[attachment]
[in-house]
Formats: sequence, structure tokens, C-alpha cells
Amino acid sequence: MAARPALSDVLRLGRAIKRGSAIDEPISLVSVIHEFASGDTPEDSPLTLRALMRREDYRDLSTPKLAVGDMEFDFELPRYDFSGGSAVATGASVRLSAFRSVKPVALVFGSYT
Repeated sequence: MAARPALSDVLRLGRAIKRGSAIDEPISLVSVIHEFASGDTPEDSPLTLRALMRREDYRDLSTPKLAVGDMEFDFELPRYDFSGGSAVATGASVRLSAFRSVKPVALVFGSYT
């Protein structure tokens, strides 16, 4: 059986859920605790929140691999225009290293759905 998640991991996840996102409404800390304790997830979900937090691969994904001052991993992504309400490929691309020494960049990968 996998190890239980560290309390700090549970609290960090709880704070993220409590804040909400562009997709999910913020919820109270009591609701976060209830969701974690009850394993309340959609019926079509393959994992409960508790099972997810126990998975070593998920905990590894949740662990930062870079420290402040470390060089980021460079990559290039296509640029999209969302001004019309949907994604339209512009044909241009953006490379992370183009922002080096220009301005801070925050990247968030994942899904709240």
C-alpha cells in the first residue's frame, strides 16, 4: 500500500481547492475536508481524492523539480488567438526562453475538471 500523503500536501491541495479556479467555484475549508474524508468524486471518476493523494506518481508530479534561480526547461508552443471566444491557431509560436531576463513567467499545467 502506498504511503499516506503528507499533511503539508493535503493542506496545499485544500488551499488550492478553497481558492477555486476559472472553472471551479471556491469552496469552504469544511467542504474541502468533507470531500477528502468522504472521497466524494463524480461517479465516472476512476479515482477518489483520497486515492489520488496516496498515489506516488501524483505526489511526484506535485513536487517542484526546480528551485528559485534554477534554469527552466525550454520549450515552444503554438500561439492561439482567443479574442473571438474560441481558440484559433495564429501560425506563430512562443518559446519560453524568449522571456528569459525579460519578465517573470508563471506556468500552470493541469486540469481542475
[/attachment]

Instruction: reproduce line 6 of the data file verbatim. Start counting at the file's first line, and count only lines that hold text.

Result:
C-alpha cells in the first residue's frame, strides 16, 4: 500500500481547492475536508481524492523539480488567438526562453475538471 500523503500536501491541495479556479467555484475549508474524508468524486471518476493523494506518481508530479534561480526547461508552443471566444491557431509560436531576463513567467499545467 502506498504511503499516506503528507499533511503539508493535503493542506496545499485544500488551499488550492478553497481558492477555486476559472472553472471551479471556491469552496469552504469544511467542504474541502468533507470531500477528502468522504472521497466524494463524480461517479465516472476512476479515482477518489483520497486515492489520488496516496498515489506516488501524483505526489511526484506535485513536487517542484526546480528551485528559485534554477534554469527552466525550454520549450515552444503554438500561439492561439482567443479574442473571438474560441481558440484559433495564429501560425506563430512562443518559446519560453524568449522571456528569459525579460519578465517573470508563471506556468500552470493541469486540469481542475